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Unruly Americans and the Origins of the Constitution

3.63 of 5 stars 3.63  ·  rating details  ·  211 ratings  ·  32 reviews
Average Americans Were the True Framers of the Constitution
Woody Holton upends what we think we know of the Constitution’s origins by telling the history of the average Americans who challenged the framers of the Constitution and forced on them the revisions that produced the document we now venerate. The framers who gathered in Philadelphia in 1787 were determined to re
Hardcover, 384 pages
Published October 2nd 2007 by Hill and Wang
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Mamdouh Abdullah
كتاب يجيب الجلطة. ممكن يكون مفيد لمن يريد معرفة بناء الدستور اعتماداً على الحالة الاقتصادية، من دين وسندات وضمان.
mohab samir
الدستور الأمريكى . أفضل دساتير العالم لأكثر من قرنين من الزمان . لم يدخل عليه الكثير من التعديلات طوال هذه المدة . لكن ترى ما هى العوامل التى أدت لإنتاج مثل هذا الدستور عام 1787؟
عقد الثمانينات من القرن الثامن عشر هو المرحلة الحاسمة فى مستقبل الدولة الوليدة التى خاضت الحرب الثورية ضد أقوى إمبراطوريات العالم حوالى منصف العقد السابق لهذا العقد وقد نالوا إستقلالهم بموجب إتفاقية السلام فى باريس من بريطانيا الأم عام 1783.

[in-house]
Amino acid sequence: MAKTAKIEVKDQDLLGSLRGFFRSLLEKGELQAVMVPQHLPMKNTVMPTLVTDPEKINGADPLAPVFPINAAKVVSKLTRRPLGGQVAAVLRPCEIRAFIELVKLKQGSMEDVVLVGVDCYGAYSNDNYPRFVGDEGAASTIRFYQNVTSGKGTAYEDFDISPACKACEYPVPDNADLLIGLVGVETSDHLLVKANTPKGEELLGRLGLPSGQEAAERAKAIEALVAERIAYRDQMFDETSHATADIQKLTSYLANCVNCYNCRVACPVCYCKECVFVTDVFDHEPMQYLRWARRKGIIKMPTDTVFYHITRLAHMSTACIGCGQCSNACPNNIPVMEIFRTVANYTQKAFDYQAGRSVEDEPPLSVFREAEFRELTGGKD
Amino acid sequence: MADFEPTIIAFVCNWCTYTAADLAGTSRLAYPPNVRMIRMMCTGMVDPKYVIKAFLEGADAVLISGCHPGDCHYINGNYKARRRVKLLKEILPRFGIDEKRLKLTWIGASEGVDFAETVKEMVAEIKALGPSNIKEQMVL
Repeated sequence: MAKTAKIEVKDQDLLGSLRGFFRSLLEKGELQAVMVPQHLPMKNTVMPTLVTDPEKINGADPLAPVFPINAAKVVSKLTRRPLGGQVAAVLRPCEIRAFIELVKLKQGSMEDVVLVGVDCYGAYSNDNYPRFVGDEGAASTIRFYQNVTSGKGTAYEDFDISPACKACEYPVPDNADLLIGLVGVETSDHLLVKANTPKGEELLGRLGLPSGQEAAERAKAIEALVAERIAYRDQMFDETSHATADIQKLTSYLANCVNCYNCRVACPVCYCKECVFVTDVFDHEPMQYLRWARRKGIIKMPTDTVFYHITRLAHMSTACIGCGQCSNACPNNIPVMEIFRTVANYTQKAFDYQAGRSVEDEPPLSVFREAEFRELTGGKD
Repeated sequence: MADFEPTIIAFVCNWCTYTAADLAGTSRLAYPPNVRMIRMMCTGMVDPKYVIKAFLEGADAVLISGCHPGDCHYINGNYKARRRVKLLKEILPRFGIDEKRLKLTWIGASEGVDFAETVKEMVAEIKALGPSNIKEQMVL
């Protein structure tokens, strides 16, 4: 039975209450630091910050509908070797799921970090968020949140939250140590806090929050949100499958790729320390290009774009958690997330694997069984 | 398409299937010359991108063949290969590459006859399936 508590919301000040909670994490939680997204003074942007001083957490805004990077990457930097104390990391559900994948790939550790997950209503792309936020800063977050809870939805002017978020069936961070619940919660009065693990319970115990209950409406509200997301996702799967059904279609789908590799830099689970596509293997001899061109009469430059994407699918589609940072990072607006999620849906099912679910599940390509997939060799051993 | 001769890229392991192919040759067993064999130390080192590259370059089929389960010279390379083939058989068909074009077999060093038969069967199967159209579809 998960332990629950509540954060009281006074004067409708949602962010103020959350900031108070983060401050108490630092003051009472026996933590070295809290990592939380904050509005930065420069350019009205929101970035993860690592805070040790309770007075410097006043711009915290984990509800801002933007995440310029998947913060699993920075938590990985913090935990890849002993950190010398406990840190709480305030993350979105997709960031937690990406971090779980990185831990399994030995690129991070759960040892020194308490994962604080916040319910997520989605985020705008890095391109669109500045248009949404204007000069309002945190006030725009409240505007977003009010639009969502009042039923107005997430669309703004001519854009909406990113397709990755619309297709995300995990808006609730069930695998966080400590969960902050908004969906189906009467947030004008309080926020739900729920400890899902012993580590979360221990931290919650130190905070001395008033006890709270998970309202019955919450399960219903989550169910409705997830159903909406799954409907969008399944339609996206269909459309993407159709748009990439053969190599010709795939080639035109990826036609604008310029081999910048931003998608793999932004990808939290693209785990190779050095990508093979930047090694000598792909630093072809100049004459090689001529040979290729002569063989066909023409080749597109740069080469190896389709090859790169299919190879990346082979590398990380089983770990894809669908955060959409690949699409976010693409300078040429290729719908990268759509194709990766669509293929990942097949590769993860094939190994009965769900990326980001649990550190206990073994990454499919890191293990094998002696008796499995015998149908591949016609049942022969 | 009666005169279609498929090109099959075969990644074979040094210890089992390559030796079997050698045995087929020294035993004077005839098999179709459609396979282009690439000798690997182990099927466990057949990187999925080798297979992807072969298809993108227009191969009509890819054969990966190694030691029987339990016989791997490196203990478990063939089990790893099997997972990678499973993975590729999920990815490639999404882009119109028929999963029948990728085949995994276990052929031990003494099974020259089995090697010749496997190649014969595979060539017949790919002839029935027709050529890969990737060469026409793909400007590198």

من الطبيعى ان كانت نتائج الثورة كما هى نتائجها فى أى مكان فى العالم لكن هناك من ي
Wayne White
Holton made some pretty controversial claims in this book, and I'm not convinced that the evidence fully backs up his thesis. His central claim--that the framers of the Constitution were interested in dampening the democratic impulses of the middling and lower sorts while simultaneously securing the economic interests of the elite--is a relatively old idea, promulgated by Charles Beard, among others. It is not really that controversial. Holton's claim, though, that the phrase "to establish justi ...more
Dec 10, 2014 Jan rated it 3 of 5 stars
Shelves: history
Woody Holton offers an even-handed look at two groups of Americans on opposite sides of the debate over how much "democracy" they needed. On one side were the (usually well-off) investors who loaned out money, as well as those who had managed to speculate themselves into a fortune in war bonds (delightfully represented by Abagail Adams.) The creditors and bondholders firmly believed that "justice" and "virtue" required that the interest on their bonds be paid, and the money loaned be paid back. ...more
Joseph Stieb